1. Gender inequalities are not just about the gender pay gap. Despite messaging on the need to close the gender pay gap, the difference between men and women in terms of wealth, income and quality of work and wages is not well documented in the report. Moreover, to achieve what they call a good economy, which ‘allows each of us to flourish’ the commission needs to go further to explore gender based inequalities throughout society, including for example violence and responsibilities for care work, recognising that all public policies can have a differentiated impact on men and women.
  1. Productivity of what for what? The trends around stagnating productivity are quite compelling and get a lot of attention in the report. However seeking an increase in productivity in and of itself, must be qualified by defining productivity appropriately, particularly the output side of the input-output equation. The report says that we need a clearer understanding of the goals of economic policy and that GDP is an insufficient measure. This appreciation as to the importance of what we measure and what it means for people and planet should also be applied to the ambition for increasing productivity, particularly as it is something that the UK Treasury has already endorsed in its response to this report.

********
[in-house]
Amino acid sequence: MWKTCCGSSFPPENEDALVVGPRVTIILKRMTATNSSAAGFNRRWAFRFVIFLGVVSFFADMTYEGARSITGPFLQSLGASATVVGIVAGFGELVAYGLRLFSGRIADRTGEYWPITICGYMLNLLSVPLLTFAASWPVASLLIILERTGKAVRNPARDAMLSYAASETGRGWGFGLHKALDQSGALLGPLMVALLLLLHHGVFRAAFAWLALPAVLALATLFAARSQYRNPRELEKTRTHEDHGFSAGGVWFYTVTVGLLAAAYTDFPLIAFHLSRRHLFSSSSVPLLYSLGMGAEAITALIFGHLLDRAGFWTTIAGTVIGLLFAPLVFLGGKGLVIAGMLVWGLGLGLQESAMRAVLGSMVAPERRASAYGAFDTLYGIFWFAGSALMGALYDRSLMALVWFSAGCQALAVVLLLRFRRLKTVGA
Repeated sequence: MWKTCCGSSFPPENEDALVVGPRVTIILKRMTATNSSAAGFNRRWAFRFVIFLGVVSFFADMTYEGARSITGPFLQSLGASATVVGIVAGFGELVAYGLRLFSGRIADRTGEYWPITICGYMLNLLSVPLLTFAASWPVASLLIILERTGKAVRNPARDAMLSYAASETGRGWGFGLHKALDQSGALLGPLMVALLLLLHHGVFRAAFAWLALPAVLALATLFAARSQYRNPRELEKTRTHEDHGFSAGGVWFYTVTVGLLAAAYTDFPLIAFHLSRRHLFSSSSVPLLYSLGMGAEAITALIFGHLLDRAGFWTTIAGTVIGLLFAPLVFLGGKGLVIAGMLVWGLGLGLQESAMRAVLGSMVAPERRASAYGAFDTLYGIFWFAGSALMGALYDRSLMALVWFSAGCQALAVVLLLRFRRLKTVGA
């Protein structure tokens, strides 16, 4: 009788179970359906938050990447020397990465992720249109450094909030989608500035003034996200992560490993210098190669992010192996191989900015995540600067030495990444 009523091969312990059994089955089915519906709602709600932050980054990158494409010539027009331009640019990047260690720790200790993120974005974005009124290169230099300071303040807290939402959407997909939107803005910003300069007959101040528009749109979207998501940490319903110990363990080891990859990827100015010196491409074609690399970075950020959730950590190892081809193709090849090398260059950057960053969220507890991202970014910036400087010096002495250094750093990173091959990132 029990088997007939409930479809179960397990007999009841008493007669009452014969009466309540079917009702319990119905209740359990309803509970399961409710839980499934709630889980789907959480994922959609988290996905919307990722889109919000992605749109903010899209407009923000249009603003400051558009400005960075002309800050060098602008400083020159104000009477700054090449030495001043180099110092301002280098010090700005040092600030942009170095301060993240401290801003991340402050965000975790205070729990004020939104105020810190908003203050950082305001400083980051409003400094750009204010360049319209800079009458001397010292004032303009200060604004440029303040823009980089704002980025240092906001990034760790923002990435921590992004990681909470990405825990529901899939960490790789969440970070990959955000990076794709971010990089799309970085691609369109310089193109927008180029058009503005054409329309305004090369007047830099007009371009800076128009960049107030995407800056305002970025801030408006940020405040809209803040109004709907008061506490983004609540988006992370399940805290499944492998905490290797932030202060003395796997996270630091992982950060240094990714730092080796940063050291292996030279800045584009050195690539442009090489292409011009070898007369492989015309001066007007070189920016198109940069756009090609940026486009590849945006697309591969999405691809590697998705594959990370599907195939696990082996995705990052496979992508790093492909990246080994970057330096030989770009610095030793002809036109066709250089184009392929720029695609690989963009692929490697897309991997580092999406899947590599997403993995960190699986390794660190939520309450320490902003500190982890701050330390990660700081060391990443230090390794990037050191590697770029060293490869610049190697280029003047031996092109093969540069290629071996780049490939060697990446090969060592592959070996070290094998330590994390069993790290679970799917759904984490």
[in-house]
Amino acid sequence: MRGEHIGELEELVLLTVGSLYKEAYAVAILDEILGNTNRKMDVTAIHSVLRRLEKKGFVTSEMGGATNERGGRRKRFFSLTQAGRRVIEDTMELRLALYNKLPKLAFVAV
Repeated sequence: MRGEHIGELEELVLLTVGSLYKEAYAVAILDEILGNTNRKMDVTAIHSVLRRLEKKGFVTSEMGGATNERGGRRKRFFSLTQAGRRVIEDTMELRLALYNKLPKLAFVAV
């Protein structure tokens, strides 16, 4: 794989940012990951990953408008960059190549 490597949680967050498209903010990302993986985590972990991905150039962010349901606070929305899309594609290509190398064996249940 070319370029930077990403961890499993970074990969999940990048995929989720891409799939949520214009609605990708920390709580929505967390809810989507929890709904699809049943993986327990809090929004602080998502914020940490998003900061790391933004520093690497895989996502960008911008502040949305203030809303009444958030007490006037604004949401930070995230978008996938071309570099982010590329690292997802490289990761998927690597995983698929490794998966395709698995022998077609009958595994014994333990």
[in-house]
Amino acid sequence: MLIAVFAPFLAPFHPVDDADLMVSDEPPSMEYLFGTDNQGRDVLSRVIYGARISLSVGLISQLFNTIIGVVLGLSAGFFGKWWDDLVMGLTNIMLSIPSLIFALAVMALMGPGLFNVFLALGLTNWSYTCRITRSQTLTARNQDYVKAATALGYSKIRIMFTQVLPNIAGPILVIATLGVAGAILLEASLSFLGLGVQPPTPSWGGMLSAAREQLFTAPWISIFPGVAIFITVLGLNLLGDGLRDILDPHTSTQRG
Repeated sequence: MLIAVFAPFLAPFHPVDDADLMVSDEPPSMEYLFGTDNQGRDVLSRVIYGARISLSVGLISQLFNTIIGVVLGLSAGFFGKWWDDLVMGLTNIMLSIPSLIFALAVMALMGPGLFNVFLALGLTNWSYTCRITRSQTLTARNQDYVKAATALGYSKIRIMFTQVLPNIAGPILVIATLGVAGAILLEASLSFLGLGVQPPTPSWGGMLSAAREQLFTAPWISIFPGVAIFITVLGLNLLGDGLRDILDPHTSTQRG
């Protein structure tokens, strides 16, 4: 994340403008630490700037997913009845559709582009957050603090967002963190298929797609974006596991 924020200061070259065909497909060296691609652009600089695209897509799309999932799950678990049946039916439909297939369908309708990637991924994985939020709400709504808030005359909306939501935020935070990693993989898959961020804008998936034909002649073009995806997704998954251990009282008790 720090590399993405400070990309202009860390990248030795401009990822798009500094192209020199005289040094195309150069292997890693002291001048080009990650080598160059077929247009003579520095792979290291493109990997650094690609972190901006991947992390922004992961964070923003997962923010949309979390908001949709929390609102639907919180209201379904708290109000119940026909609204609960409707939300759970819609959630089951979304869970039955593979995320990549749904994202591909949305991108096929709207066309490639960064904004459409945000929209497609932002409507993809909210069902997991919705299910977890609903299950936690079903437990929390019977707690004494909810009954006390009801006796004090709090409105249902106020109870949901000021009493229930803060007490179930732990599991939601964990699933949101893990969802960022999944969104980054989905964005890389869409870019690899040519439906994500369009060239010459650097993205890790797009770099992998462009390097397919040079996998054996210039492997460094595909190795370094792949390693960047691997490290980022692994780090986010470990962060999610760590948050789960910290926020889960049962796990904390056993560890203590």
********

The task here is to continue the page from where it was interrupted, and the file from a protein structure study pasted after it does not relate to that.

Overall, this is a very welcome report at a time when we need momentum to push for a constructive and inclusiveinequality Eton-Harrow-class-279x300 vision for our economies all over the world. And it’s great to see an influential think tank and opinion leaders contributing to this conversation. With momentum in mind though, I would challenge the title of the report, which suggests we need a vision that is new. In fact, there are lots of ideas and principles that already exist that we should build on. In the report An Economy for the 99%, which I authored in January promoting a Human Economy, I suggest that:

“Far from being radical or brand new, this vision for a human economy is rooted in principles and values that have long been central for people, communities and movements all over the world. From feminist economics, which recognizes that justice, sustainability and care are of central importance, to ecological economics, which has long recognized the interdependence of human economic and natural eco-systems and the need to value natural capital, to the ground-breaking work of Amartya Sen, there are many established principles and concrete examples of success on which the concept of a human economy is based. We can also see these principles echoed in most of the world’s religions, in what neuroscience tells us makes our brains light up, in what psychology tells us people really need to live well and in what most people, when they have the chance to stop and think, believe really matters.”

So given that this is not new – let’s get on with taking it to the next level…

1 comment

  1. While the report is not directly about inequality, one of the questions that interests me is how inequality trends compare with those in pre-industrial societies. One can argue that curtailing the rights of the aristocracy has been a major factor in decreasing inequality: how does today’s inequality compare to that of previous eras – everywhere from Europe to empires of China and India. Another factor may be visibility. My late mother used to say that when she was a child, wealth was invisible in her society – all she knew was the other poor people in her village. Today, everyone can see the extremes, and this may be an additional dimension of unrest.

Leave a comment

Translate »